Posted on May 8, 2018
LITTLE ROCK (AP) — Thousands of Arkansas residents cast ballots Monday on the first day of early voting for the state's May 22 primary and non-partisan judicial election, days after the state Supreme Court said officials can enforce a voter ID law that a judge declared unconstitutional.
Secretary of State Mark Martin's office said more than 4,100 voters had cast an early ballot by late afternoon Monday, though that figure did not include all 75 counties. Martin has not predicted how many of the state's 1.7 million registered voters will cast a ballot in this year's primary. Twenty-one percent of voters cast a ballot in the last mid-term primary in 2014, while 38 percent voted in the 2016 primary.
The early voting period kicks off the first statewide election held under the 2017 law, which requires voters to show photo identification before casting a ballot. Justices last week put a hold on a Pulaski County judge's order preventing the state from enforcing the law in the primary. Judge Alice Gray had ruled the law was unconstitutional effort to reinstate a 2013 voter ID law that was struck down by the state's highest court in 2014.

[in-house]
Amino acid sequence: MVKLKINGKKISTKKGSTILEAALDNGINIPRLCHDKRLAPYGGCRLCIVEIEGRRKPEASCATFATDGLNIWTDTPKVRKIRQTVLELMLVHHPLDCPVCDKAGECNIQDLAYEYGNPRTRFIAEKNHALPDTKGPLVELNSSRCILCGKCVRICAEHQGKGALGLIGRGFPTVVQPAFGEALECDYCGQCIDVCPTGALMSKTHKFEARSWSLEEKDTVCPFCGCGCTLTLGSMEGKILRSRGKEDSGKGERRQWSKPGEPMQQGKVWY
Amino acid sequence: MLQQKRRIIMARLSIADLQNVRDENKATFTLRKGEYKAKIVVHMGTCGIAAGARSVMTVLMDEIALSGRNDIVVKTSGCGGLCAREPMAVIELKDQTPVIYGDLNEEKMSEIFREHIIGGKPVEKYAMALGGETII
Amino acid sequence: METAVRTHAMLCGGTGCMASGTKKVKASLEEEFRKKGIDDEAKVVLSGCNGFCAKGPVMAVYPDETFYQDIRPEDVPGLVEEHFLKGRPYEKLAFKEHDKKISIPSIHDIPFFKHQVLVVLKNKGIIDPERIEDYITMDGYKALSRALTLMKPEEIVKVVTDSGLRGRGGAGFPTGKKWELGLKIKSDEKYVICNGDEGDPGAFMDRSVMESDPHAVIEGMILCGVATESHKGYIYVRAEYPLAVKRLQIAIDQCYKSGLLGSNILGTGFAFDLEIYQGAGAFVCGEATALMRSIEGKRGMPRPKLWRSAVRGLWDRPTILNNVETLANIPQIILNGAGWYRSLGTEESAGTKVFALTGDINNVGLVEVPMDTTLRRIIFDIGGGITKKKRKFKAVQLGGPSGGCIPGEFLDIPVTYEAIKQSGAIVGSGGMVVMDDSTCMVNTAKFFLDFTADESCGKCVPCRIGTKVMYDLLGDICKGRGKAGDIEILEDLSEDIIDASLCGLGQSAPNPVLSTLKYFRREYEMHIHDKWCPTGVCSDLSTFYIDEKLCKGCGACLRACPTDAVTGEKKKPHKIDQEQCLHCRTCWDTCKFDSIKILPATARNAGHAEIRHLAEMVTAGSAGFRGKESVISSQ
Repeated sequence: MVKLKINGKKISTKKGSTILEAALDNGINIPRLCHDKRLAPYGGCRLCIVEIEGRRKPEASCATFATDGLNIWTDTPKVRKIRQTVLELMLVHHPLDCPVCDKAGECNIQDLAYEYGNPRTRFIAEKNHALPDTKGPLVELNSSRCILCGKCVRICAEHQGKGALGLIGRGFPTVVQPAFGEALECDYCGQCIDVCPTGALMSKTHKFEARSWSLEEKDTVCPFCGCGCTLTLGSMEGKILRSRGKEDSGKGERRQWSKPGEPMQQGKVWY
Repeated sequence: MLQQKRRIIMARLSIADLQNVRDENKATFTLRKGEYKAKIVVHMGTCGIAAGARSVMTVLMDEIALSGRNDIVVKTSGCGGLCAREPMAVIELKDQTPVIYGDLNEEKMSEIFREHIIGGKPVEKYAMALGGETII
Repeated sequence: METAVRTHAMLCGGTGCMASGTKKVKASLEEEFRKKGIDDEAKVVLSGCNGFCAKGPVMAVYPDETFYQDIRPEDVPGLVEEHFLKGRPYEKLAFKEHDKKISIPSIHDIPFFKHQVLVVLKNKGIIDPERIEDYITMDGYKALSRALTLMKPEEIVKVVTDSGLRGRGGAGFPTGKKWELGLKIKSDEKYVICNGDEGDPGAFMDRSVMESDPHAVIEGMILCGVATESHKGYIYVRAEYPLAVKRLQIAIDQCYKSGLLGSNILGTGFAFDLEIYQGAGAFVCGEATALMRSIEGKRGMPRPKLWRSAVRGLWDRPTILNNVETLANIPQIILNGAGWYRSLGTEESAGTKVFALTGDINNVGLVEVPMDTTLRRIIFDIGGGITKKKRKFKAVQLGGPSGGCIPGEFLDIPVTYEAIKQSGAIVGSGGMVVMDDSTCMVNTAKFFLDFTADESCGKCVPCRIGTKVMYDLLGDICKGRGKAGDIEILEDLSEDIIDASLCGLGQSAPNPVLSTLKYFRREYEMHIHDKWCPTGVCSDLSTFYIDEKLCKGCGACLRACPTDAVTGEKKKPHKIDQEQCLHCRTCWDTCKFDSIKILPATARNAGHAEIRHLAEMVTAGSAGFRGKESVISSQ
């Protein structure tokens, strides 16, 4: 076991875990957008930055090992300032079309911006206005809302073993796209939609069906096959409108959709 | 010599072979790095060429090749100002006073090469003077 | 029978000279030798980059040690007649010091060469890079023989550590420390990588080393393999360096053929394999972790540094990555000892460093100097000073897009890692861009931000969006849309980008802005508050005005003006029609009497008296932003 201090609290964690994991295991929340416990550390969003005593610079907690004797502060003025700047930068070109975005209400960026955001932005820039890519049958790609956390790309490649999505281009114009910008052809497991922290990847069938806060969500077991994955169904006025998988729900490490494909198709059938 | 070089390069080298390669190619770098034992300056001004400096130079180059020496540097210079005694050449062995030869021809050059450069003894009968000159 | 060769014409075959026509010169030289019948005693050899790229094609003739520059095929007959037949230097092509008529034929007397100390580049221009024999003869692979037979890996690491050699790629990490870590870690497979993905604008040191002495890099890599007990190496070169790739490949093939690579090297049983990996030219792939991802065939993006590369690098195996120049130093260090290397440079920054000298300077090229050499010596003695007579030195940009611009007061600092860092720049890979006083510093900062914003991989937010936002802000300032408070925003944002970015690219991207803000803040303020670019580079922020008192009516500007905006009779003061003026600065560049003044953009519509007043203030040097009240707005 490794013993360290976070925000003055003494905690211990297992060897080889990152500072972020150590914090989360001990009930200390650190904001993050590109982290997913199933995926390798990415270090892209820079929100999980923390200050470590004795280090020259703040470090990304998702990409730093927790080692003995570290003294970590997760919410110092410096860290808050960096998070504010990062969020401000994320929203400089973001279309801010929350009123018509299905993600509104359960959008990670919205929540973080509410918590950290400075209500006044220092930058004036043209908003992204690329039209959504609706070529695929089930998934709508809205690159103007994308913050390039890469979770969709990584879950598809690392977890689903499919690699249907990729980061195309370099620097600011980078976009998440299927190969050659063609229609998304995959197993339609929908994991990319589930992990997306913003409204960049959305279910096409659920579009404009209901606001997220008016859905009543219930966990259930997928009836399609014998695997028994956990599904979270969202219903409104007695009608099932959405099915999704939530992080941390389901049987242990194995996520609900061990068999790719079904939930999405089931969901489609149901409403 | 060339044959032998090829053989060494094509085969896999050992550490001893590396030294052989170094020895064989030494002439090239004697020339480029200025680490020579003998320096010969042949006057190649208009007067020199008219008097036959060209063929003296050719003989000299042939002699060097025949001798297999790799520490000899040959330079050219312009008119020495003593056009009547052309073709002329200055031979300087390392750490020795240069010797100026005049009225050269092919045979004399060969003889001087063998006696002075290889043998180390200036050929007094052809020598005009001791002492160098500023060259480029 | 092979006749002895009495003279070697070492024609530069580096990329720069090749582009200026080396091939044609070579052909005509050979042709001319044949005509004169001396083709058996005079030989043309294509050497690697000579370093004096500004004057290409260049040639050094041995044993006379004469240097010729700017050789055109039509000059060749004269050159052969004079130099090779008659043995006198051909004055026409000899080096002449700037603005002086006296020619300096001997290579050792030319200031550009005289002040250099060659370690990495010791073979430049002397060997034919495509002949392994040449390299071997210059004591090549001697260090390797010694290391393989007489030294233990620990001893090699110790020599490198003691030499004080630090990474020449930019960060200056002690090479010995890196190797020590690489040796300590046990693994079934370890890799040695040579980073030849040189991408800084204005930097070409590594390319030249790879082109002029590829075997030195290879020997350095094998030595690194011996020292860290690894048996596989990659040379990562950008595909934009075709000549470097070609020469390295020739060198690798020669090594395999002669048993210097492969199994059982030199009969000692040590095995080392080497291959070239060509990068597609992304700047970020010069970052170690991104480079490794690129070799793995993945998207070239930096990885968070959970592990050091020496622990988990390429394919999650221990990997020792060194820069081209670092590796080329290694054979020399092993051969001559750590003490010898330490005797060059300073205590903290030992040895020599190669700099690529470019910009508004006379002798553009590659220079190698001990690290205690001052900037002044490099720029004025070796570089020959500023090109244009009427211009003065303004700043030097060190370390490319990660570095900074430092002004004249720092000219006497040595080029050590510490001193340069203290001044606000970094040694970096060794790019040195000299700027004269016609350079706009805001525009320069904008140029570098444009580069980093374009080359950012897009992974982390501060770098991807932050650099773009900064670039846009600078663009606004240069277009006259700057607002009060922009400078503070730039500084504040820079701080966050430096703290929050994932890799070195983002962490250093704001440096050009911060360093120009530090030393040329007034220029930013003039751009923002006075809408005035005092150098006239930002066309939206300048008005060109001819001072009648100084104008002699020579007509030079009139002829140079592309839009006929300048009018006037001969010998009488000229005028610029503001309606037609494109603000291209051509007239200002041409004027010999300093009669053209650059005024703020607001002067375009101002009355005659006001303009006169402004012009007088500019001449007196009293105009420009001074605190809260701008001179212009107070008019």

Opponents of the voter ID law, which is being challenged by a Little Rock voter who had sued over the previous ID requirement, said they were monitoring its enforcement.
"Whenever we've had the voter ID law or other changes in voting and other changes in voting and elections, we've seen that it's pretty standard that different polling places enforce or implement those rules in different ways," said Holly Dickson, legal director of the American Civil Liberties Union of Arkansas, which isn't involved in the current litigation over the law. "So we are concerned there may be some overzealous implementation of the law itself."
Marquez Miller, who voted in the Democratic primary in downtown Little Rock on Monday, said he didn't mind the requirement being enforced.
"I don't see a big hassle about it…That way, we don't have issues about whether you're registered to vote or if you're voting twice or if you're voting illegal," Miller said.
The election has been dominated in recent days by six-figure television ad buys by outside conservative groups in the race for a state Supreme Court seat. Justice Courtney Goodson is running for re-election against Department of Human Services Chief Counsel David Sterling and state Appeals Court Judge Kenneth Hixson.